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Karamu High School students trap rats

Fuseworks Media
Fuseworks Media

Armed with traps and plenty of peanut butter, a group of Karamu High School students have begun rat trapping along the Karamu Stream. What began as a discussion on ethics amongst students in Damien Hollands’ science class, quickly turned into a collaborative biodiversity and biosecurity project with the Hawke’s Bay Regional Council. Twenty traps, donated by the council, were set by students who will now check them twice a month.

Mr Hollands, also Deputy Principal Staff and Administration, says students were able to use the scientific process but with a practical outcome. "As part of the scientific process the initial trips included testing, looking for evidence of activity, food sources and setting indicator baits before finding the ideal areas for setting the traps." The majority of students enjoyed the experience, and some are keen to continue. "It’s about getting students, who working indoors isn’t their ideal thing, to experience projects outside of the classroom and outdoors." It also encourages an alternative pathway for students and opens their eyes to possibilities after school. "With the goals of predator free 2050 it will rely on both government and community working together to make it a successful goal."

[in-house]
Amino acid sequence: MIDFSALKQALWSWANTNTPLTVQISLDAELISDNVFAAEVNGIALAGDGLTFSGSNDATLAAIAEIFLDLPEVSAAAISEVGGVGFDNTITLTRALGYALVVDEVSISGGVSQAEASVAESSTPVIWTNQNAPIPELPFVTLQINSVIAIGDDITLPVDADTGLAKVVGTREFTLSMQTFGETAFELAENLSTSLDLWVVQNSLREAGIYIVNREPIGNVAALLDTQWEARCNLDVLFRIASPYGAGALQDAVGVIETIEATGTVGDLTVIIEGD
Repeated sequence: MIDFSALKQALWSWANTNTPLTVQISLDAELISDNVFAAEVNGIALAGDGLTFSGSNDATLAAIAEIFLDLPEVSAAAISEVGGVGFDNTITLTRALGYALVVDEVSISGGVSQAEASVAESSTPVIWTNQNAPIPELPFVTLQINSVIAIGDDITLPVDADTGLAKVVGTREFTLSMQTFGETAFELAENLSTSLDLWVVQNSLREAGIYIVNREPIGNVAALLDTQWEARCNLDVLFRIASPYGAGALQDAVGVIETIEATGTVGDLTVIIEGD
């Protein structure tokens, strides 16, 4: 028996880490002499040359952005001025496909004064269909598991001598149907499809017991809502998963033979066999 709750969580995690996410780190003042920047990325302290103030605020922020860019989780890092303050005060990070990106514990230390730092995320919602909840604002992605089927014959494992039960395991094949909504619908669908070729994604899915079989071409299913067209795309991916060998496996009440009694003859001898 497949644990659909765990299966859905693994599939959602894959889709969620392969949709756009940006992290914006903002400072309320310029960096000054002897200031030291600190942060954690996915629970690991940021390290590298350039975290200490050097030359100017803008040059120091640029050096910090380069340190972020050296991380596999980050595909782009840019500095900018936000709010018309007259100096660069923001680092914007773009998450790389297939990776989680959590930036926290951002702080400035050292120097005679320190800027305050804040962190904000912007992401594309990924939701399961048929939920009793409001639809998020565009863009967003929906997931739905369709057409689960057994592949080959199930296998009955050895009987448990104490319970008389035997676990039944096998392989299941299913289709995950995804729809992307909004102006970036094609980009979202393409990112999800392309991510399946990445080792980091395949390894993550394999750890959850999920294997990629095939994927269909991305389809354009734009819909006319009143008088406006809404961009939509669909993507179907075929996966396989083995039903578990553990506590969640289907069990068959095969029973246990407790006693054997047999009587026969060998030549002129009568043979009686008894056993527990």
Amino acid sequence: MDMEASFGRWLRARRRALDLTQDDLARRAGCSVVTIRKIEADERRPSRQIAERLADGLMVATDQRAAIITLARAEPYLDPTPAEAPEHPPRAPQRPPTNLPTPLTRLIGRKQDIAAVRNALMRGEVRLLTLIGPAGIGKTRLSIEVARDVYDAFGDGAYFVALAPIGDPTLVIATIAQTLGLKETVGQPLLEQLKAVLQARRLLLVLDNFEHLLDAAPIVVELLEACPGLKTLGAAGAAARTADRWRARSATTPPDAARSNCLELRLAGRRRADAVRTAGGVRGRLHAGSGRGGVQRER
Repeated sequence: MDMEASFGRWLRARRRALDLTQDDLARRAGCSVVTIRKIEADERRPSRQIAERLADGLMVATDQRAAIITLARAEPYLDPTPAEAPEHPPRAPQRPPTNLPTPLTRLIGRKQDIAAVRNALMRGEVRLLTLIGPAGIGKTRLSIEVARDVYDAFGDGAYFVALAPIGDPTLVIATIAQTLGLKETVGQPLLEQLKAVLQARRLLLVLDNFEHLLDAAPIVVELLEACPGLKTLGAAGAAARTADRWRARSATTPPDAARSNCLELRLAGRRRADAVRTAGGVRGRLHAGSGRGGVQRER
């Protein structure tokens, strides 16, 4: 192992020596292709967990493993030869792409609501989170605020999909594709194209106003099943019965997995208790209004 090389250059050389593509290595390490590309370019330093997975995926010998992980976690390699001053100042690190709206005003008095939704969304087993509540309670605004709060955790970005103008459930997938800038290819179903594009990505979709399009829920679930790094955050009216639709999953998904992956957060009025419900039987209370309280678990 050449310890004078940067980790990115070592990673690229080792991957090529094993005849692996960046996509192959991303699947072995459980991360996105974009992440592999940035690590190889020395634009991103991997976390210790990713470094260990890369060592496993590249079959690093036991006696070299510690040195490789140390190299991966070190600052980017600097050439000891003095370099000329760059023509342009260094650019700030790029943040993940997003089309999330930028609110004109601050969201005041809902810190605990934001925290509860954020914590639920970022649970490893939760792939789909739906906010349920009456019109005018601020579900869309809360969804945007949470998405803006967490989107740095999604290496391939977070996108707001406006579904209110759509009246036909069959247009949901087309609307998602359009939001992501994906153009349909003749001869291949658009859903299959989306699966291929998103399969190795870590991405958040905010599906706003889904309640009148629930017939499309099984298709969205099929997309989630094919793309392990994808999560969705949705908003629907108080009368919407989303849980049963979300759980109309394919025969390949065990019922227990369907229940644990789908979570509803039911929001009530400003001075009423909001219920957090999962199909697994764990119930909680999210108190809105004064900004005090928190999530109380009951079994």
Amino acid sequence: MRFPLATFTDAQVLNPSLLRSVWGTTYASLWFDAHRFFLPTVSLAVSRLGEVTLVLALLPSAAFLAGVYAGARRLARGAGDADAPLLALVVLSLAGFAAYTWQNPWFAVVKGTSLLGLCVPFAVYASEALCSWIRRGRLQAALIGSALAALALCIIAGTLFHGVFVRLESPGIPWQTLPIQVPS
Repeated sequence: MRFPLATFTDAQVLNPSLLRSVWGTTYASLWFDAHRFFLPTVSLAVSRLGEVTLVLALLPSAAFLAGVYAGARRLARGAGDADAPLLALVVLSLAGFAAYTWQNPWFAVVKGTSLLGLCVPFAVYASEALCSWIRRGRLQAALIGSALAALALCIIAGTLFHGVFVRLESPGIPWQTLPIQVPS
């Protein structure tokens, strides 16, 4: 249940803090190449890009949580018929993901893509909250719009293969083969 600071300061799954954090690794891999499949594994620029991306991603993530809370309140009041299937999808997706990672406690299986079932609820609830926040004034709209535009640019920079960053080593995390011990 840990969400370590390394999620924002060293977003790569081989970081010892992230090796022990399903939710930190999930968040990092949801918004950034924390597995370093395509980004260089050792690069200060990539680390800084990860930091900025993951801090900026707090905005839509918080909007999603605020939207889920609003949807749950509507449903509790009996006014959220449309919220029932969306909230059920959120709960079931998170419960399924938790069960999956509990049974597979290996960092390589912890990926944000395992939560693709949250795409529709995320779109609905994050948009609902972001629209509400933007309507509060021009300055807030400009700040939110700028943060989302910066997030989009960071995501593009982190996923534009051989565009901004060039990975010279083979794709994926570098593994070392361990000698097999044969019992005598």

Intertwined in the project was an element of physical education whereby students had the choice of cycling on bikes donated by Sport Hawke’s Bay through the TÅ« Manawa Active Aotearoa fund. "We made use of the bikes for their physical exercise and wellbeing. We first learnt cycle safety at school before a ride to and from the stream," Mr Hollands says. On Friday, they put all their newly learnt skills to the test, cycling the 1km route to and from school, and spending several hours installing the traps. Hawke's Bay Regional Council Biosecurity Biodiversity Advisor Nathan Alexander says rat control is important for protecting native fauna and flora and brings the students closer to nature.

"Doing pest control is really important, especially in areas that people have a connection to that's close to where they live, or go to school or work, and it enhances the natural biodiversity of the area.

"I think it's great that kids get to see this and understand that pest control is a necessary part of making New Zealand a better place to live for us and for our native ecosystems."

Year 9 student Meihana Osbourne-Seymour was in his element as he regularly installs rat traps around his family home. He says he enjoys being outside and learning new skills.

Next year, they plan to integrate the programme into the Duke of Edinburgh's Service Award, where students across year levels can partake. Principal Dionne Thomas says it is a fantastic example of incorporating what is learnt in the classroom and putting it to use in the wider community.

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